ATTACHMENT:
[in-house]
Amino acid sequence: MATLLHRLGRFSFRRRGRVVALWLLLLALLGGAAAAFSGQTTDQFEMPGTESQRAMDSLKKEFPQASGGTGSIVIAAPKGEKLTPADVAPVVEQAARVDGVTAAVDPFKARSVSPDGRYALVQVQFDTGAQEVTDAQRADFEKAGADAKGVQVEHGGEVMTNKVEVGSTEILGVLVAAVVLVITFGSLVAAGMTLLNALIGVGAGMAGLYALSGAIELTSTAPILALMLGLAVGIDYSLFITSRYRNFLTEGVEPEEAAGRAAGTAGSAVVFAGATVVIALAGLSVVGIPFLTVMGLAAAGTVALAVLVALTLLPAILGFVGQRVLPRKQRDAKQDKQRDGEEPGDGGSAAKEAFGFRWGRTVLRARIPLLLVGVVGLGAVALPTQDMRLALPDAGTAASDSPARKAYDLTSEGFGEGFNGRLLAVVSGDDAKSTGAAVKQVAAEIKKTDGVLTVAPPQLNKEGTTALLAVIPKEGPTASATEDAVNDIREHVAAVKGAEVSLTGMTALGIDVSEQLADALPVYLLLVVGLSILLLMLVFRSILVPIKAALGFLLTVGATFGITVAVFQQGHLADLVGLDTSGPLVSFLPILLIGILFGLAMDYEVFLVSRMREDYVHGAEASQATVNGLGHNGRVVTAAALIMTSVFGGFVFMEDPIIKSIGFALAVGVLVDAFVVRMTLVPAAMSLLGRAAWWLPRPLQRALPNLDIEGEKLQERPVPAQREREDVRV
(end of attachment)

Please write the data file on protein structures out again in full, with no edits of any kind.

[in-house]
Amino acid sequence: MATLLHRLGRFSFRRRGRVVALWLLLLALLGGAAAAFSGQTTDQFEMPGTESQRAMDSLKKEFPQASGGTGSIVIAAPKGEKLTPADVAPVVEQAARVDGVTAAVDPFKARSVSPDGRYALVQVQFDTGAQEVTDAQRADFEKAGADAKGVQVEHGGEVMTNKVEVGSTEILGVLVAAVVLVITFGSLVAAGMTLLNALIGVGAGMAGLYALSGAIELTSTAPILALMLGLAVGIDYSLFITSRYRNFLTEGVEPEEAAGRAAGTAGSAVVFAGATVVIALAGLSVVGIPFLTVMGLAAAGTVALAVLVALTLLPAILGFVGQRVLPRKQRDAKQDKQRDGEEPGDGGSAAKEAFGFRWGRTVLRARIPLLLVGVVGLGAVALPTQDMRLALPDAGTAASDSPARKAYDLTSEGFGEGFNGRLLAVVSGDDAKSTGAAVKQVAAEIKKTDGVLTVAPPQLNKEGTTALLAVIPKEGPTASATEDAVNDIREHVAAVKGAEVSLTGMTALGIDVSEQLADALPVYLLLVVGLSILLLMLVFRSILVPIKAALGFLLTVGATFGITVAVFQQGHLADLVGLDTSGPLVSFLPILLIGILFGLAMDYEVFLVSRMREDYVHGAEASQATVNGLGHNGRVVTAAALIMTSVFGGFVFMEDPIIKSIGFALAVGVLVDAFVVRMTLVPAAMSLLGRAAWWLPRPLQRALPNLDIEGEKLQERPVPAQREREDVRV